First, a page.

- Address: 679 Worcester Road,
Natick MA 01760
- Email: firstname.lastname@example.org
- Website: www.vdcresearch.com
- Main: 508.653.9000
The AWS IoT team has been remarkably busy over the past few months. Antony Passemard, Head of Product Management at AWS IoT, sat down with me yesterday to discuss AWS IoT’s latest enhancements. The following list of recently-added capabilities and features paints a clear picture of the pressing issues faced by cloud platform providers and their customers.
1) Security, Security, Security: “Bring Your Own Certificate” and Cryptochips
With connectivity comes insecurity. While this concept is not exactly earth-shattering, it remains top of mind for the majority of IoT product manufacturers and end users that are looking to connect their devices, systems, and networks to the Internet.
To this end, AWS IoT has taken a huge step forward by supporting a “Bring Your Own Certifice” (BYOC) policy. Previously, customers using MQTT had to rely on AWS IoT to generate a X.509 certificate, which was then downloaded by the user along with the public and private keys associated with that certificate. While the key download was always initiatied over a TLS-secured connection, making snooping/interception very difficult, this still represented a possible (if somewhat unlikely) point of failure in the security of the system.
The new update allows customers to use their own certificate authority to upload an unlimited number of pre-issued certificates to the platform, which removes the need for customers to download their keys from Amazon. BYOC removes this possible point of failure, giving customers the ability to add another layer of security to their authentication architecture. The team has added eight new API calls to support BYOC management.
Additionally, AWS IoT has added support for elliptic curve Diffie-Hellman key exchange (ECDHE) TLS cipher suites that are faster, lighter, and more secure than the previously-used RSA-based suites. ECDHE also enables the use of newer “cryptochips” such as Atmel’s ATECC508A. These cryptochips are tiny, inexpensive, low-power chips that can be easily designed into IoT nodes and used for the express purpose of secure authentication. The cryptochip employs hardware-based key storage which is more secure than traditional software-based key storage, and which also removes the node ECU’s burden of processing TLS handshakes. Intel and Broadcomm are also building similar cryptochips which will be commonly used in IoT security architectures going forward.
2) Tighter AWS Integration
The AWS IoT has added more Cloudwatch actions and alerts, which will give users a richer set of triggers and alarms to use when building rules across their entire AWS platform. Somewhat in tandem, the team has also integrated its Elasticsearch service, which lets customers route device-generated data directly to Elasticsearch domains, which are generally used to perform rich analytics and data visualizations through Kibana, a popular open-source tool. Additionally, a new predict function allows customers to call Amazon machine learning models to fill in values or create predictions based on streams of data that were previously fed into the Amazon Machine Learning service.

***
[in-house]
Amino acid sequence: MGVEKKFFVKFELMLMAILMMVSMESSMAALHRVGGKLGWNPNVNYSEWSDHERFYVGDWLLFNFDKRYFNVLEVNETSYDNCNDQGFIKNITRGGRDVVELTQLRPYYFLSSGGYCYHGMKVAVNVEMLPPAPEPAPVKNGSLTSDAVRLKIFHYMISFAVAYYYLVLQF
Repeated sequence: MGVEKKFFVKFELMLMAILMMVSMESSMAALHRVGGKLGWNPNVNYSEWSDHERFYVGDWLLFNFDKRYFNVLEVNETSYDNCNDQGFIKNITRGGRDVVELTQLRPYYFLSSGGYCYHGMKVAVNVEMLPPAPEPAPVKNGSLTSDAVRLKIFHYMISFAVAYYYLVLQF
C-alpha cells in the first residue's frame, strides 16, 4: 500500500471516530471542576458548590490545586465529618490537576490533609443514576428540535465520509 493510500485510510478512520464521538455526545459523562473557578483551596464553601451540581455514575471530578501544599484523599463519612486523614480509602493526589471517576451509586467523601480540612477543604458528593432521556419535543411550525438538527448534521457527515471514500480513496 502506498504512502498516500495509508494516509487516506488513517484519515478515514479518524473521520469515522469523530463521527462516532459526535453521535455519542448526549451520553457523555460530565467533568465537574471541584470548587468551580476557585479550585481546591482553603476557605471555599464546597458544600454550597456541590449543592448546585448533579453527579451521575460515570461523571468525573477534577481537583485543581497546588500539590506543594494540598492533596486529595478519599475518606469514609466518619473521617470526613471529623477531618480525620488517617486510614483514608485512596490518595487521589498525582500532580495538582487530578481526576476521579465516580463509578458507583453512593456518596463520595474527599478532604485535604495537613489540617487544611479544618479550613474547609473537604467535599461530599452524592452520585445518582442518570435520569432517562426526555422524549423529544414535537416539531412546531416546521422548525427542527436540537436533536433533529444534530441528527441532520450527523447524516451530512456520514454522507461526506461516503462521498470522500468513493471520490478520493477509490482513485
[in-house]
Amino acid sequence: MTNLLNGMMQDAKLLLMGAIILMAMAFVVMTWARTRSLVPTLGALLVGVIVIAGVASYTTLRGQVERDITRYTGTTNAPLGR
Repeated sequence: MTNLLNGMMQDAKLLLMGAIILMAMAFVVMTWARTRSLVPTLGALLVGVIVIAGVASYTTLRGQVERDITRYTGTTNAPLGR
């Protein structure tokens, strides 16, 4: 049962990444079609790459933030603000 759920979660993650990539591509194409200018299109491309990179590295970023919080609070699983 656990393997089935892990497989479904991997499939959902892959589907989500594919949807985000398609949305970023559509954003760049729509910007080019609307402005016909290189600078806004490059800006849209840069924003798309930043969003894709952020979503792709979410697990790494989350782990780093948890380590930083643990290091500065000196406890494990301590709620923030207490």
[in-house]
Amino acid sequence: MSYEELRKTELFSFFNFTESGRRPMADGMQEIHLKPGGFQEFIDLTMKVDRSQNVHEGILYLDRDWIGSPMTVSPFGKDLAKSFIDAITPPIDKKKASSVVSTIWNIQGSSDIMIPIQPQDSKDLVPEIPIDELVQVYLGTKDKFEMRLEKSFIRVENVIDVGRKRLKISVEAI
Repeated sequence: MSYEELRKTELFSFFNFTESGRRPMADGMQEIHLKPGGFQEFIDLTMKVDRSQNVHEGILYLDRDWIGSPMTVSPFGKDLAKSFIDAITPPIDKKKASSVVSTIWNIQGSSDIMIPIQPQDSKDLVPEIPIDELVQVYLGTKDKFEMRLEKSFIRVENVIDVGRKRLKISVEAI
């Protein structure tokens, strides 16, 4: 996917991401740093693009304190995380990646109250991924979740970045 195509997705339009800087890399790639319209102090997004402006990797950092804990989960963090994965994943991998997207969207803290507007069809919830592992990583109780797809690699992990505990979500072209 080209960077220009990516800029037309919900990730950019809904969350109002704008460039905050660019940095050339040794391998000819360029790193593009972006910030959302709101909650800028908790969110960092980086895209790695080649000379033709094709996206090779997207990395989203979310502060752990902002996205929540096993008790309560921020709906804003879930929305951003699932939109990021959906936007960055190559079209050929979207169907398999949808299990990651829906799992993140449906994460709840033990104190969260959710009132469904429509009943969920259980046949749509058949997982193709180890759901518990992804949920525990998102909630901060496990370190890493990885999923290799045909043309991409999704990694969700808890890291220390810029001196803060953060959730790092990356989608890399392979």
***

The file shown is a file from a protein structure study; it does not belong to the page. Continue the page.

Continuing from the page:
3) Miscellanea: Lifecycle Events, Versioning Control, Geographic Coverage
Users can now build “presence platforms” with the addition of the Connect and Disconnect events, which will allow for on-the-fly certificate acceptance as devices connect to the service, among other things. Antony also gave an example of a customer that is building an instant messaging platform that needs access to device state data in order to accurately deliver messages.
Versioning control will allow customers to ensure that they are running a version of AWS IoT where their rules will not be automatically broken/deprecated as AWS IoT innovates and releases updates to the rules engine and platform.
AWS IoT also launched in Germany and Singapore last month, where customers were requesting the service due to geography-based data privacy laws. Major users in these new sectors include large healthcare and manufacturing organizations, unsurprisingly.
It is clear that AWS IoT is innovating at a rapid pace, but a more important question is whether the platform is moving in the right direction.
We believe that by focusing on enabling platform support for its next-generation security and privacy technologies, AWS IoT is firmly and intelligently addressing one of the largest hurdles to adoption in the marketplace today.
As for the added functionality – customers will no doubt welcome the ever-expanding functionality of the service as it emerges from its infancy. One of the things that we appreciated in our recent breakdown of AWS IoT and Azure IoT Hub (download here) was the relative simplicity and focused nature of AWS IoT’s offering. The team will need to be careful not to swamp its customers with too much choice, which could bury potentially useful upgrades among a torrent of added plugins, rules, and functionality.
We look forward to continuing our coverage of the fierce competition in this new and exciting IoT message routing segment within the rapidly-growing IoT services market.